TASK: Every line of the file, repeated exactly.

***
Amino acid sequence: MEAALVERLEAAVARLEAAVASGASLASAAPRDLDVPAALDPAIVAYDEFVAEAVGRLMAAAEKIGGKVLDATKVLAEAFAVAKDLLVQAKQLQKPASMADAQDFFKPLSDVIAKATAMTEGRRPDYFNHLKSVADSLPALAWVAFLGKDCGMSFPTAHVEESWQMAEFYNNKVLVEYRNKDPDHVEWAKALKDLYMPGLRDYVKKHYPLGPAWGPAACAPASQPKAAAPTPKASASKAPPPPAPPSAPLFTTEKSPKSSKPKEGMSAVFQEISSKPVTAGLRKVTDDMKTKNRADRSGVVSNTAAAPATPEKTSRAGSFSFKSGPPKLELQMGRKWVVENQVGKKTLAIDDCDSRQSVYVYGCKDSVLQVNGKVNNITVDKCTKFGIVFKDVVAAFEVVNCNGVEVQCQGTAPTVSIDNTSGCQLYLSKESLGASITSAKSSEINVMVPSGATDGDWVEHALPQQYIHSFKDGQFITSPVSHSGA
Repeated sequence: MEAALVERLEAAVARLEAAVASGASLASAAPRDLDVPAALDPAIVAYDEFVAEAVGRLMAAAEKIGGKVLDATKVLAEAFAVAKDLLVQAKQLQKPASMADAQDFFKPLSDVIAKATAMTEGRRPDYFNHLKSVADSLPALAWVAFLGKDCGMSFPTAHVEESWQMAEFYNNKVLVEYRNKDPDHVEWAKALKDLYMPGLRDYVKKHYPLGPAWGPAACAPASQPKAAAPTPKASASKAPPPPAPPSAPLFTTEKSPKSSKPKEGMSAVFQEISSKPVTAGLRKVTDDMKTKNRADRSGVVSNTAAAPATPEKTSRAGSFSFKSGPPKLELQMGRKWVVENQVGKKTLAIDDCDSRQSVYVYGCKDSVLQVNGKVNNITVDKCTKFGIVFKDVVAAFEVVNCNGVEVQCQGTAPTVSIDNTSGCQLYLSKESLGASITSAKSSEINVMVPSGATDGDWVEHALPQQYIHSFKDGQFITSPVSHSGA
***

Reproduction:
Amino acid sequence: MEAALVERLEAAVARLEAAVASGASLASAAPRDLDVPAALDPAIVAYDEFVAEAVGRLMAAAEKIGGKVLDATKVLAEAFAVAKDLLVQAKQLQKPASMADAQDFFKPLSDVIAKATAMTEGRRPDYFNHLKSVADSLPALAWVAFLGKDCGMSFPTAHVEESWQMAEFYNNKVLVEYRNKDPDHVEWAKALKDLYMPGLRDYVKKHYPLGPAWGPAACAPASQPKAAAPTPKASASKAPPPPAPPSAPLFTTEKSPKSSKPKEGMSAVFQEISSKPVTAGLRKVTDDMKTKNRADRSGVVSNTAAAPATPEKTSRAGSFSFKSGPPKLELQMGRKWVVENQVGKKTLAIDDCDSRQSVYVYGCKDSVLQVNGKVNNITVDKCTKFGIVFKDVVAAFEVVNCNGVEVQCQGTAPTVSIDNTSGCQLYLSKESLGASITSAKSSEINVMVPSGATDGDWVEHALPQQYIHSFKDGQFITSPVSHSGA
Repeated sequence: MEAALVERLEAAVARLEAAVASGASLASAAPRDLDVPAALDPAIVAYDEFVAEAVGRLMAAAEKIGGKVLDATKVLAEAFAVAKDLLVQAKQLQKPASMADAQDFFKPLSDVIAKATAMTEGRRPDYFNHLKSVADSLPALAWVAFLGKDCGMSFPTAHVEESWQMAEFYNNKVLVEYRNKDPDHVEWAKALKDLYMPGLRDYVKKHYPLGPAWGPAACAPASQPKAAAPTPKASASKAPPPPAPPSAPLFTTEKSPKSSKPKEGMSAVFQEISSKPVTAGLRKVTDDMKTKNRADRSGVVSNTAAAPATPEKTSRAGSFSFKSGPPKLELQMGRKWVVENQVGKKTLAIDDCDSRQSVYVYGCKDSVLQVNGKVNNITVDKCTKFGIVFKDVVAAFEVVNCNGVEVQCQGTAPTVSIDNTSGCQLYLSKESLGASITSAKSSEINVMVPSGATDGDWVEHALPQQYIHSFKDGQFITSPVSHSGA